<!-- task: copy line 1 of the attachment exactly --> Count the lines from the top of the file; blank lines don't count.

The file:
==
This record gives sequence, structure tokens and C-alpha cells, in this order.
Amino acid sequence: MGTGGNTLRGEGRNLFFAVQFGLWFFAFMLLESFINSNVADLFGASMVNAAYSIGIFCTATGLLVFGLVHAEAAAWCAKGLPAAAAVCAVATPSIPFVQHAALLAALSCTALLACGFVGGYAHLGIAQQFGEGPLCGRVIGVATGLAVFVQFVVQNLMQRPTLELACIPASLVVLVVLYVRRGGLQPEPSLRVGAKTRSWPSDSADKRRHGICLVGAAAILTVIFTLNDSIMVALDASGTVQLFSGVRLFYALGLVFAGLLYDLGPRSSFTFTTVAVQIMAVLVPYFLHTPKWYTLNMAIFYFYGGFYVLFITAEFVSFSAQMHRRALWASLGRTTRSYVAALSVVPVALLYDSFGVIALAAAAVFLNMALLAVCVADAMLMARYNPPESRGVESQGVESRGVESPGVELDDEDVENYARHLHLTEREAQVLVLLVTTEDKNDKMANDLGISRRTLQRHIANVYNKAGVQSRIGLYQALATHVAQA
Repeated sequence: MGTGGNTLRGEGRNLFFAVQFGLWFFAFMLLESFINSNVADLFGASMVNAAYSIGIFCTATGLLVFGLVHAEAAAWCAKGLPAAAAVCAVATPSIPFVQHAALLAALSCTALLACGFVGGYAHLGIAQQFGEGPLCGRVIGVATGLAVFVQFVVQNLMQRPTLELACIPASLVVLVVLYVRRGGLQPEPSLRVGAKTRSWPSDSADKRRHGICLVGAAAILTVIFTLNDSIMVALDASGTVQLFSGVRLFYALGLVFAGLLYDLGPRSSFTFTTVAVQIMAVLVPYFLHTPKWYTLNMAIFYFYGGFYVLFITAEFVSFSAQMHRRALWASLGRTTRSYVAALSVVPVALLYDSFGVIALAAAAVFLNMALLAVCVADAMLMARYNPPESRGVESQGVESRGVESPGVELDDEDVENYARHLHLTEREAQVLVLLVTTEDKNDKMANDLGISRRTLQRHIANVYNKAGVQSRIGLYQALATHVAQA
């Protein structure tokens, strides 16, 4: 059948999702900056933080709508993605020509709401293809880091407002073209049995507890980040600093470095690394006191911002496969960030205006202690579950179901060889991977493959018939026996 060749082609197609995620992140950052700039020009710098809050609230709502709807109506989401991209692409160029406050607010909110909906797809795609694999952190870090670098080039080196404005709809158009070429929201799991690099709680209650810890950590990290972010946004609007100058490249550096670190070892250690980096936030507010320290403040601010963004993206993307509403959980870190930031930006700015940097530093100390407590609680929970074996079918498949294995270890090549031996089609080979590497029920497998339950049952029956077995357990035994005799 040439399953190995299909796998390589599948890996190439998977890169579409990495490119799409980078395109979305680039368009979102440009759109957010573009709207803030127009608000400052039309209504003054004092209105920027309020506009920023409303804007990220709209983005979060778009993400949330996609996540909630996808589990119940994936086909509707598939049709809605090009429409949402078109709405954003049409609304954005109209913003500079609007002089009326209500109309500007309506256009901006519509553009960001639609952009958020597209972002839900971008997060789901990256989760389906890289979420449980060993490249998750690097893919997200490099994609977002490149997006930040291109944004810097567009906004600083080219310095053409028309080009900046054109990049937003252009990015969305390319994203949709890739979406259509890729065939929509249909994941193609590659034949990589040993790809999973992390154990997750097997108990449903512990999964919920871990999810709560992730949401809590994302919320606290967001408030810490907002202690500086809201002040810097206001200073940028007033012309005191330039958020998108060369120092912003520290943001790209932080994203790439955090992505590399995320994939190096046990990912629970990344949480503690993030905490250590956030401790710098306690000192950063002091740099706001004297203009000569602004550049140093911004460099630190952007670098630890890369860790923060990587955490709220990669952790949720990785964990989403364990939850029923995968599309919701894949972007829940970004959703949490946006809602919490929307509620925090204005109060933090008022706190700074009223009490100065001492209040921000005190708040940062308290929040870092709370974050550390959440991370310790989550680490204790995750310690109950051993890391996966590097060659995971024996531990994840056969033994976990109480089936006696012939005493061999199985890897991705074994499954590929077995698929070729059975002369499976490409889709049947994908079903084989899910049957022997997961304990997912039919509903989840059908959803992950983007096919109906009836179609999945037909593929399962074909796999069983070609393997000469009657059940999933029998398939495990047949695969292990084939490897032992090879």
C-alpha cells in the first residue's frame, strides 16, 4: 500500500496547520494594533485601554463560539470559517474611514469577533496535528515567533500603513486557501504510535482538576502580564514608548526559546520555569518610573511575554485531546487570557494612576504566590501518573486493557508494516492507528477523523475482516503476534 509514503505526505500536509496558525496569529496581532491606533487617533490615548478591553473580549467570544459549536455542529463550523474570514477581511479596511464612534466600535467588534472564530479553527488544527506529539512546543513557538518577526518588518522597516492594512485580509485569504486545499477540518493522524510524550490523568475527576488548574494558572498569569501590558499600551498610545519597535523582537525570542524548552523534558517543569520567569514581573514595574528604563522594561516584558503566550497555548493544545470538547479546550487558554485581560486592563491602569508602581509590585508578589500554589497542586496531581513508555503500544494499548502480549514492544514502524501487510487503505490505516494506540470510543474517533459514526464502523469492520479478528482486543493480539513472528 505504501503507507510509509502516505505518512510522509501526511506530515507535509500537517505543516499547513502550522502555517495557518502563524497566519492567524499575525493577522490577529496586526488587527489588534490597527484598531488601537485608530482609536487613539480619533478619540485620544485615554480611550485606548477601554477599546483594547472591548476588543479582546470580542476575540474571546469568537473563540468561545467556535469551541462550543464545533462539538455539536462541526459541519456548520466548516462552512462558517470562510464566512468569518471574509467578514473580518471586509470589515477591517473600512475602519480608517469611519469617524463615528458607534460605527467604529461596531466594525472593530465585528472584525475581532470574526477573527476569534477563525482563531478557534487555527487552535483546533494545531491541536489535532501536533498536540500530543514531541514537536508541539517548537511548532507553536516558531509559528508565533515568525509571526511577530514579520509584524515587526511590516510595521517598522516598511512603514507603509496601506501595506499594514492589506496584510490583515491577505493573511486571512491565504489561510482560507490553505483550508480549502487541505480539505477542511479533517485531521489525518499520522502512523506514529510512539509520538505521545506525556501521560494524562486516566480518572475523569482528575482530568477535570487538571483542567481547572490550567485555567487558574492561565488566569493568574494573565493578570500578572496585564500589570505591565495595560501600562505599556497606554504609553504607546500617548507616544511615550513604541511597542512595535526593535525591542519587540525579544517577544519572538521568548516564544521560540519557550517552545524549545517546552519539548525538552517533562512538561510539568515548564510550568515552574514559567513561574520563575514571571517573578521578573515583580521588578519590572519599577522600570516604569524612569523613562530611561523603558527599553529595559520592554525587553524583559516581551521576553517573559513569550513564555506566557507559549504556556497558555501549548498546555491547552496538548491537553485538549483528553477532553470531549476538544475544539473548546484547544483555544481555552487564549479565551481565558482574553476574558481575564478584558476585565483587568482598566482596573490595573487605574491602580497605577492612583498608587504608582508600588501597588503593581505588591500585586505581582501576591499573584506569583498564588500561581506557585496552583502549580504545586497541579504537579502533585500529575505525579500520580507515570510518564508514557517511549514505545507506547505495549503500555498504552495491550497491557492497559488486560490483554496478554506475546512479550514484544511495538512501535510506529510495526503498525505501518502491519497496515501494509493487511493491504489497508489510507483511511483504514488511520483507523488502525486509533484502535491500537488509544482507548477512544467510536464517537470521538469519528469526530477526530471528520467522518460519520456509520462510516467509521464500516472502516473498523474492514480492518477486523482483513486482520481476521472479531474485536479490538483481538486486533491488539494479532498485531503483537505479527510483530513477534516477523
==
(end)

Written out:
This record gives sequence, structure tokens and C-alpha cells, in this order.